Cellular effects of synthetic and natural microparticles in the Brown shrimp (Crangon crangon)

spela.korez [ at ] awi.de


Microplastics are matter of debate in environmental science, politics, and the public. They are mostly degradation product of bigger plastic items, abraded fibers from fabrics or fishing gear, or exfoliators from cosmetic products. These particles are accumulating in the marine environment and may be ingested by marine organisms. Apart from microplastics, marine environments and, particularly, coastal regions, contain by nature various microparticles of biological and non-biological origin. These comprise empty or broken diatom frustules, chitinous or calcareous body parts of animals, sand grains, and other minerals. Such natural microparticles can be ingested by marine organisms as well and may cause adverse cellular effects. Vulnerable are especially filter-feeders, and those animals living in estuaries, with constant exposure to a variety of suspended particles. Bigger particles are usually expelled from the digestive system via avoidance, formation of pseudo faeces, or regurgitation. Smaller particles, however, can easily pass the filter systems, enter the digestive organs, and cause cellular stress. A complementary approach of field observations and laboratory experiments will investigate the differences between natural and anthropogenic microparticles in the cellular stress response of the Brown shrimp (Crangon crangon). The aim of this doctoral project is to determine the actual hazard potential of microplastics and define their boundaries for marine decapods.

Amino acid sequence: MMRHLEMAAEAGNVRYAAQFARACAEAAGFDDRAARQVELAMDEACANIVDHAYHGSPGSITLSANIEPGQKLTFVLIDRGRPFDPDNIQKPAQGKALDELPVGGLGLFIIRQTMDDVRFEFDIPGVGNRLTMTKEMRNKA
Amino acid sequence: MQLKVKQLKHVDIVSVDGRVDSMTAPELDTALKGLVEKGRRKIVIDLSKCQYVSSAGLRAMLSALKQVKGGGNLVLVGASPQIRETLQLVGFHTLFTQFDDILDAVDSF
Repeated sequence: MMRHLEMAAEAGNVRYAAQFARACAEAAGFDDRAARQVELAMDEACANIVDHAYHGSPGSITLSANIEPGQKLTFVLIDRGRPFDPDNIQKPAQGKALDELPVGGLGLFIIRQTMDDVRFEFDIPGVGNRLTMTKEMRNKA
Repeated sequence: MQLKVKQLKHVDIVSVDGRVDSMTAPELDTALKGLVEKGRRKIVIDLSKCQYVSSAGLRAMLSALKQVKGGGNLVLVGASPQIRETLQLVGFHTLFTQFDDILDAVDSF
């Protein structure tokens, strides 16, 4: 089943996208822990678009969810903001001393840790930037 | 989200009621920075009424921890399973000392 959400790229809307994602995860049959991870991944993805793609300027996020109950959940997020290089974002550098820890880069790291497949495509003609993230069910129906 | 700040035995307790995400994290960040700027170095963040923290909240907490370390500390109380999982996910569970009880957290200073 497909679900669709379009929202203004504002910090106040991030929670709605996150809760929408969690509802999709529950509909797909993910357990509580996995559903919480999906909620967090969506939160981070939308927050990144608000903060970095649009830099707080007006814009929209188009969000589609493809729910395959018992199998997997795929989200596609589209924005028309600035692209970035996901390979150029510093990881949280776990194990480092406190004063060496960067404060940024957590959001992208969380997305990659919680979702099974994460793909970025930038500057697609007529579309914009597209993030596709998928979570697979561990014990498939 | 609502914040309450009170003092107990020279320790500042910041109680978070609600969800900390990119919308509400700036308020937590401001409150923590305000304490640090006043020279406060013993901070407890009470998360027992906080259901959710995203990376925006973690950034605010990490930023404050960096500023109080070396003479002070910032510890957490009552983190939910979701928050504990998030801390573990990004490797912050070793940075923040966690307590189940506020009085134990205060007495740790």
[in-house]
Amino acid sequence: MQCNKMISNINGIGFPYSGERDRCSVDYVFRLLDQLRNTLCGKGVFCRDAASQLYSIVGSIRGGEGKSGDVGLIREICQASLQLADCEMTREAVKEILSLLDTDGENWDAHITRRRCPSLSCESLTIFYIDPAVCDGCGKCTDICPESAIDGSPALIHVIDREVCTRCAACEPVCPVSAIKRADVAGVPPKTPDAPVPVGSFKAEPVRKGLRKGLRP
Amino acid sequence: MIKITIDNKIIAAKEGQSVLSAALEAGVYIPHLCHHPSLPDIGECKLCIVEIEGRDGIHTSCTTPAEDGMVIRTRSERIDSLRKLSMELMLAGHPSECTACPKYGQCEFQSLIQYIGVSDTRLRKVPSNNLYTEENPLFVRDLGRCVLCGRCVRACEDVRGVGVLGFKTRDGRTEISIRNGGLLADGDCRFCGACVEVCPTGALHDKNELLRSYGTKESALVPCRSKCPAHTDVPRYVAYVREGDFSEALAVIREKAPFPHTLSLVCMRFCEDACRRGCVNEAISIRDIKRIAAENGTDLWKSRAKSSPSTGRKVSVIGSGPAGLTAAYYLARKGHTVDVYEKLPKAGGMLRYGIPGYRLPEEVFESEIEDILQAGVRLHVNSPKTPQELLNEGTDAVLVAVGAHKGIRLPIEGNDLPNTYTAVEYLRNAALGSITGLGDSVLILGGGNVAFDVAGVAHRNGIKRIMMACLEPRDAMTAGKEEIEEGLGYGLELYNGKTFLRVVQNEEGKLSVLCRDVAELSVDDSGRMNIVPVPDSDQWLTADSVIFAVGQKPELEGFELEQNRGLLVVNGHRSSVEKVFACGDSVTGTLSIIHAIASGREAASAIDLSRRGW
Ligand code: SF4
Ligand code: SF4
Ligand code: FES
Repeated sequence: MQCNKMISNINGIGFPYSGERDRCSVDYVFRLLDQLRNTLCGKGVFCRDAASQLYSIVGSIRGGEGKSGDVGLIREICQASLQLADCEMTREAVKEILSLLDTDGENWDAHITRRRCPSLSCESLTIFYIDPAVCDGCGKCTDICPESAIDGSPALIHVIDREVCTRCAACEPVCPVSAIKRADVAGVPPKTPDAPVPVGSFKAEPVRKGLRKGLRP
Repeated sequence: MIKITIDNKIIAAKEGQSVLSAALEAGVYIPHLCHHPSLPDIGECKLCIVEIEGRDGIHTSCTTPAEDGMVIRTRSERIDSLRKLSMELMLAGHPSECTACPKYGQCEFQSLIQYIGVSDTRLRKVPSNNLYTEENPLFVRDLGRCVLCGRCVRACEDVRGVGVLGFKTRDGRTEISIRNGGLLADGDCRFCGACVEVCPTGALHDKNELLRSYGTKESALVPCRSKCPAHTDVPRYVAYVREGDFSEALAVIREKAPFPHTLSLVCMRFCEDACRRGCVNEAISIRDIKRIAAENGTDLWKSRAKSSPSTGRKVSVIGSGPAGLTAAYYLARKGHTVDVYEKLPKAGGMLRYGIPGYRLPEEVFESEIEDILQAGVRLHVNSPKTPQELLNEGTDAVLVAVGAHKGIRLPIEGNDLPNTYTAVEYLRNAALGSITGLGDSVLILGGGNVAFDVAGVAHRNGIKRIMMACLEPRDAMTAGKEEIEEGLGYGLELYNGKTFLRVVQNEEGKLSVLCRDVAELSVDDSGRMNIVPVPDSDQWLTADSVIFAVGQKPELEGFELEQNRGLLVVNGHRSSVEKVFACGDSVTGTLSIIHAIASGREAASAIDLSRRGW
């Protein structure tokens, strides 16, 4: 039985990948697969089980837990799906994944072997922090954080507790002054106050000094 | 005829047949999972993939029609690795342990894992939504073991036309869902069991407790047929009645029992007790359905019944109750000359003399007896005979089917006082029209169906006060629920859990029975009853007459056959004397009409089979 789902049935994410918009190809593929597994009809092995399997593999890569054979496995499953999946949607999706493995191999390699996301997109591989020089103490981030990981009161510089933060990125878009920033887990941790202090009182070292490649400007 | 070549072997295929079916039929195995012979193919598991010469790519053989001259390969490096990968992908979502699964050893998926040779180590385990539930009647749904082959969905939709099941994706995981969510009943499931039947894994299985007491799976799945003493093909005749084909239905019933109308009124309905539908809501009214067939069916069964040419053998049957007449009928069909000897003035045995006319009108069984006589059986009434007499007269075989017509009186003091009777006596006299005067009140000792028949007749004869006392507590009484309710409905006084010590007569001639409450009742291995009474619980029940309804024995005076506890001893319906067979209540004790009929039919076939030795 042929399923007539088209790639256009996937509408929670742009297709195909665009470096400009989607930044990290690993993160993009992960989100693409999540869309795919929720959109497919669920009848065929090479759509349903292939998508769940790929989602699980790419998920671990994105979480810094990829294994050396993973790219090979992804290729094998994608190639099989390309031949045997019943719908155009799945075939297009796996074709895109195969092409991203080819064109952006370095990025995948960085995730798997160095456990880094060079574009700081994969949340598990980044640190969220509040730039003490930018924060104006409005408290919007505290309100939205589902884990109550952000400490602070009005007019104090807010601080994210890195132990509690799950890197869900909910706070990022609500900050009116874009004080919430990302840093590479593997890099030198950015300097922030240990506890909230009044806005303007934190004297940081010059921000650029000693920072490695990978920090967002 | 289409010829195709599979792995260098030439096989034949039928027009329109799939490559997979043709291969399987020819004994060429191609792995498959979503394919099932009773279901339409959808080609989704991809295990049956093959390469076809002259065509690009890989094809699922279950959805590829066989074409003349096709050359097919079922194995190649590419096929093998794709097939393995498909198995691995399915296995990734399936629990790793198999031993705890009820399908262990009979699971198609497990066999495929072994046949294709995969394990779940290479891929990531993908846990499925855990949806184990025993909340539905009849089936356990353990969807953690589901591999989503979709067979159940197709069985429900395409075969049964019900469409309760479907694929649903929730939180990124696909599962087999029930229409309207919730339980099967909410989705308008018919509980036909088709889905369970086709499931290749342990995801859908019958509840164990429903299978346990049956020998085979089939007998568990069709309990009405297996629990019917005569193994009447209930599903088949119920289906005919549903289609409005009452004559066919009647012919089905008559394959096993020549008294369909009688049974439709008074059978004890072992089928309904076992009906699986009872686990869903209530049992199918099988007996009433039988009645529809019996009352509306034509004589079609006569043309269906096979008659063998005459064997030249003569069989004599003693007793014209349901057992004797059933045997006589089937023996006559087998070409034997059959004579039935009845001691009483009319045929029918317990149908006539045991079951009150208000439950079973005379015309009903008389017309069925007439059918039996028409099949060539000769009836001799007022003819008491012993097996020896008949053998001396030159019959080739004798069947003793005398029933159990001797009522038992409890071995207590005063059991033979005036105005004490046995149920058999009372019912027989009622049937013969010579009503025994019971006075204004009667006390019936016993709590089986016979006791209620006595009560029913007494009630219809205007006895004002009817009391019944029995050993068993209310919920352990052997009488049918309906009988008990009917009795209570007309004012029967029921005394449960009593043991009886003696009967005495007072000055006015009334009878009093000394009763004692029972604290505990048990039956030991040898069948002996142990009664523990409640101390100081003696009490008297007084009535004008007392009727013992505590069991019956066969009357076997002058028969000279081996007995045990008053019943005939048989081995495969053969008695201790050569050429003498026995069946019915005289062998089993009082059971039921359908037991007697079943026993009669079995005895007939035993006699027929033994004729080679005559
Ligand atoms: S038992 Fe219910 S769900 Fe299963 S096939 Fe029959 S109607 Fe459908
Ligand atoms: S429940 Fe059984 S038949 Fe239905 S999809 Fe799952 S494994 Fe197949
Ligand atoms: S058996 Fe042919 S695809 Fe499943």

Item Type
Conference (Invited talk)
Primary Division
Primary Topic
Publication Status
Event Details
International Conference for YOUNG Marine Researchers (ICYMARE), 24 Sep 2019 - 27 Sep 2019, Bremen, Germany.
Eprint ID
Cite as
Korez, S. , Gutow, L. and Saborowski, R. (2019): Cellular effects of synthetic and natural microparticles in the Brown shrimp (Crangon crangon) , International Conference for YOUNG Marine Researchers (ICYMARE), Bremen, Germany, 24 September 2019 - 27 September 2019 .

Add to AnyAdd to TwitterAdd to FacebookAdd to LinkedinAdd to PinterestAdd to Email

Geographical region

Research Platforms


Edit Item Edit Item